The circuit has a noise limit of 96 DBA, (Air-Weighted Decibels) which makes it an ideal circuit for Formula E to race on as the powertrains only reach between 80 to 90 DBA whilst racing.

Belgium was supposed to join the calendar back in Season 3, however talks between Formula E and Brussels stalled, and it was replaced with an extra round at the Berlin E-Prix. It would also be the perfect opportunity for the series’ latest race winner, Stoffel Vandoorne, to strut his stuff in front of his home fans. It’s clear Vandoorne has a lot of fans after winning FanBoost in almost every single Formula E race he’s competed in.

Dubai Autodrome – United Arab Emirates

Our second FIA Grade 1 circuit is The Dubai Autodrome Circuit. Formula E would best suit the National Course layout, which takes a right halfway down the back straight and goes into a Singapore-Sling style chicane section before rejoining the track at the third to last corner.

With the cut off in place the track is reduced to FIA Grade 3 and 3.58km, the shortest track on this list, and like Estoril, would still have a long main straight to contend with which would make energy consumption interesting.

The main reason stumbling block for Dubai hosting a round of Formula E is Saudi Arabia’s 10 year exclusivity deal in the Middle East, meaning that no other nation in the region can host a Formula E race without the explicit permission of the Saudi government. Politically this could be an insurmountable hurdle, as Riyadh are very keen to be the only show in town, and willing to pay a substantial sum of money for the privilege. Therefore, without being able to top Saudi Arabia’s vast expenditure, Dubai’s Formula E hopes seem very remote.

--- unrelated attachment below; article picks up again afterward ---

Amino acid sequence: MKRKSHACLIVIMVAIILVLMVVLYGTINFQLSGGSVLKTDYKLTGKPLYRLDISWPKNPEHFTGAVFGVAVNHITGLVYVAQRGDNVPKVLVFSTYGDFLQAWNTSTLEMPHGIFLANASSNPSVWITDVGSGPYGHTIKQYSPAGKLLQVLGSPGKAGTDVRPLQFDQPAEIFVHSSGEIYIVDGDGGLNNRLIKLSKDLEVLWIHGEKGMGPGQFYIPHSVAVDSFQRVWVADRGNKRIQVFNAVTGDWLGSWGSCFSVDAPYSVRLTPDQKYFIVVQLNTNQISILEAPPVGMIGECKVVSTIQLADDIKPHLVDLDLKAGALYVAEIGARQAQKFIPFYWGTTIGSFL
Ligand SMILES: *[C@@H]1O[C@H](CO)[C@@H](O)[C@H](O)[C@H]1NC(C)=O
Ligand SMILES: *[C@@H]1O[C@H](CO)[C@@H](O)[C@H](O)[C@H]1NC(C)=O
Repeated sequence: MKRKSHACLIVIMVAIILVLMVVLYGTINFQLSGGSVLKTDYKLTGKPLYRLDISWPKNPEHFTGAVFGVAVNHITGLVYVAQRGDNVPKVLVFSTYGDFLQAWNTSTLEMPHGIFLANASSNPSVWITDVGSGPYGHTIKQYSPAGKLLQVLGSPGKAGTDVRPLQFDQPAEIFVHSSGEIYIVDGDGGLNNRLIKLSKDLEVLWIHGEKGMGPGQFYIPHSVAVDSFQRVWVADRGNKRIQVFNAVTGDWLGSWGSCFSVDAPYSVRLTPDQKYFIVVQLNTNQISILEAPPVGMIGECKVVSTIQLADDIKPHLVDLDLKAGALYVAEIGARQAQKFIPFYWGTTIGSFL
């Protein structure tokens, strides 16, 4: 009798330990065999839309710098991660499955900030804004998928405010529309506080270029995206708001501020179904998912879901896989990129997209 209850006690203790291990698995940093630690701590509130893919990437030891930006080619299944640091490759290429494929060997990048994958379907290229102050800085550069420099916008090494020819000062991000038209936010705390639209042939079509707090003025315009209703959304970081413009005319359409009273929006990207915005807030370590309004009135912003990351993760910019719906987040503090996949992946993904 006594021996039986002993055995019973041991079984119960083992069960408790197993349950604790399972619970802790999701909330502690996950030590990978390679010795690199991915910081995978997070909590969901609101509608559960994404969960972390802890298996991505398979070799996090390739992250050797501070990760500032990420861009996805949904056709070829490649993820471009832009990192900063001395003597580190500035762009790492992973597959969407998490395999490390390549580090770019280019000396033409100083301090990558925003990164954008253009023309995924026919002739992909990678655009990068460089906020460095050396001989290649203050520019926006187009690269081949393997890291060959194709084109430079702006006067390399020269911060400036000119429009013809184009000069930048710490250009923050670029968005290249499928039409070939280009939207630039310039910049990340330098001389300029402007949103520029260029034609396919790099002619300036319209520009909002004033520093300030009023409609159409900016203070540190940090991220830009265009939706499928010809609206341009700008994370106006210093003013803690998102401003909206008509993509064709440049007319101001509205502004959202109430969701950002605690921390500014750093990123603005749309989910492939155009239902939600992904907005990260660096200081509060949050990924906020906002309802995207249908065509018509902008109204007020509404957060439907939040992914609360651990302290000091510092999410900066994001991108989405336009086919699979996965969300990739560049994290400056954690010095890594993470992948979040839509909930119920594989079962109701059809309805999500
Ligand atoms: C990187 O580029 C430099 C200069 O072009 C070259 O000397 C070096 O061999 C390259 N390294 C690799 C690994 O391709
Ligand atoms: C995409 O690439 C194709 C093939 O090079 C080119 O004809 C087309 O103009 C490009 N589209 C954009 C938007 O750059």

Igora Drive – Russia

Once Formula 1 ends its current contract with Sochi, Igora Drive is set to be the next location of the Russian Grand Prix. The track was recently visited by the TCR Russia touring car series, and is also on MotoGP’s reserve venues list for 2021, if COVID interferes with their current schedule.

Formula E may well be eyeing up this circuit: The lack of long straights, the long twisting corners, and a fairly ideal lap length at only 4.086km makes it an attractive prospect.

Russia have held a Formula E race in the past, in Moscow during the inaugural season. However, relationships between the promoters and Formula E broke down as Kremlin politicians were not enamoured by the event blocking their route to work, the second race was never contested.

Russia has barely been scarcely mentioned since in a Formula E capacity, but the way the track flows, it could be ideal for a Formula E car and has the ability to produce good racing.

Anderstorp – Sweden

This is more of a pipe dream for me, but not without some basis in reality. There had been reports that had the June 6th race in season 6 not gone forwards in Jakarta, Helsingborg in Sweden could have been an alternative option for the race.

However, this is still an interesting choice; the airport runway back straight at Anderstorp Raceway could make a really unique Attack Mode activation zone, while it also could be a hindrance due to the ‘flight straight’ being one kilometre long, there might be means to put a quick chicane to give a chance for drivers to regen.

It’s a shame that Felix Rosenqvist is no longer in the sport though, as he was born just a 30-minute drive away in Värnamo.

Formula E has largely avoided permanent tracks for so long now, and at the time it made sense to plan a normal calendar, unlike other world championships who announced their calendars much later. If Formula E gets to a state where the series cannot host a number of street races, then Formula E need to look at venues similar to these 11 options if they want a full calendar.

The series has come under fire from fans for racing on “mickey mouse tracks” and not proper circuits, so this could be a chance to either prove them wrong, or gain new fans for future seasons. (Although arguably some of these critics were never going to be won over by Formula E regardless of where it races) I feel that the advantages of Formula E finally taking to traditional race tracks outweigh the negatives, especially in the situation that the world is in right now, and if they do it and it turns out to be a success, that doesn’t mean we bin the street tracks; a mix of them would make for a balanced calendar which challenges the teams and drivers.

It only seems appropriate that in its first season an FIA World Championship, Formula E steps into the unknown, and races on permanent tracks for the first time.

Skip to content